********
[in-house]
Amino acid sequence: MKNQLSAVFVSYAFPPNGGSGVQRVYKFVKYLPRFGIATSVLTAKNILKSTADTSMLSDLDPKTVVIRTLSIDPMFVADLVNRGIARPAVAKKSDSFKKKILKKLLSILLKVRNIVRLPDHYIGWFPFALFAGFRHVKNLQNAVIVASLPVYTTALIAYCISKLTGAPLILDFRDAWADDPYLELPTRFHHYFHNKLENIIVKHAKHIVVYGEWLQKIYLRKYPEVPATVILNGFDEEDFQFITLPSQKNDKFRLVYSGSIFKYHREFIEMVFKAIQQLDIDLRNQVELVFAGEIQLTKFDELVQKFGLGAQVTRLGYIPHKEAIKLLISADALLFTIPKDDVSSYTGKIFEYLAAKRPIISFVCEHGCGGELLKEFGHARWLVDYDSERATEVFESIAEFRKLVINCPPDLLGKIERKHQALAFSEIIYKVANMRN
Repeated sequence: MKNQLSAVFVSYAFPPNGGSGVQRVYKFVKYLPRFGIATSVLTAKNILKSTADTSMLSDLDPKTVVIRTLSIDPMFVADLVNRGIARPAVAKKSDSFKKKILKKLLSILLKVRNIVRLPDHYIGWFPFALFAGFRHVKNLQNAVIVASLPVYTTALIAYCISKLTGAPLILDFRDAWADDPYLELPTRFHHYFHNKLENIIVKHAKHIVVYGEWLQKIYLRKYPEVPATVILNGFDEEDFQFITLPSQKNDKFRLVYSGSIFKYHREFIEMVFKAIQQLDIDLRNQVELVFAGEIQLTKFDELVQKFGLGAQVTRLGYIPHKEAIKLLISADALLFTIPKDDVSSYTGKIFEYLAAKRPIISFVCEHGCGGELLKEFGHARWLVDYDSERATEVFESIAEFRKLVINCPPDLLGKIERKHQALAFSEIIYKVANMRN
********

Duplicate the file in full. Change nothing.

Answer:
[in-house]
Amino acid sequence: MKNQLSAVFVSYAFPPNGGSGVQRVYKFVKYLPRFGIATSVLTAKNILKSTADTSMLSDLDPKTVVIRTLSIDPMFVADLVNRGIARPAVAKKSDSFKKKILKKLLSILLKVRNIVRLPDHYIGWFPFALFAGFRHVKNLQNAVIVASLPVYTTALIAYCISKLTGAPLILDFRDAWADDPYLELPTRFHHYFHNKLENIIVKHAKHIVVYGEWLQKIYLRKYPEVPATVILNGFDEEDFQFITLPSQKNDKFRLVYSGSIFKYHREFIEMVFKAIQQLDIDLRNQVELVFAGEIQLTKFDELVQKFGLGAQVTRLGYIPHKEAIKLLISADALLFTIPKDDVSSYTGKIFEYLAAKRPIISFVCEHGCGGELLKEFGHARWLVDYDSERATEVFESIAEFRKLVINCPPDLLGKIERKHQALAFSEIIYKVANMRN
Repeated sequence: MKNQLSAVFVSYAFPPNGGSGVQRVYKFVKYLPRFGIATSVLTAKNILKSTADTSMLSDLDPKTVVIRTLSIDPMFVADLVNRGIARPAVAKKSDSFKKKILKKLLSILLKVRNIVRLPDHYIGWFPFALFAGFRHVKNLQNAVIVASLPVYTTALIAYCISKLTGAPLILDFRDAWADDPYLELPTRFHHYFHNKLENIIVKHAKHIVVYGEWLQKIYLRKYPEVPATVILNGFDEEDFQFITLPSQKNDKFRLVYSGSIFKYHREFIEMVFKAIQQLDIDLRNQVELVFAGEIQLTKFDELVQKFGLGAQVTRLGYIPHKEAIKLLISADALLFTIPKDDVSSYTGKIFEYLAAKRPIISFVCEHGCGGELLKEFGHARWLVDYDSERATEVFESIAEFRKLVINCPPDLLGKIERKHQALAFSEIIYKVANMRN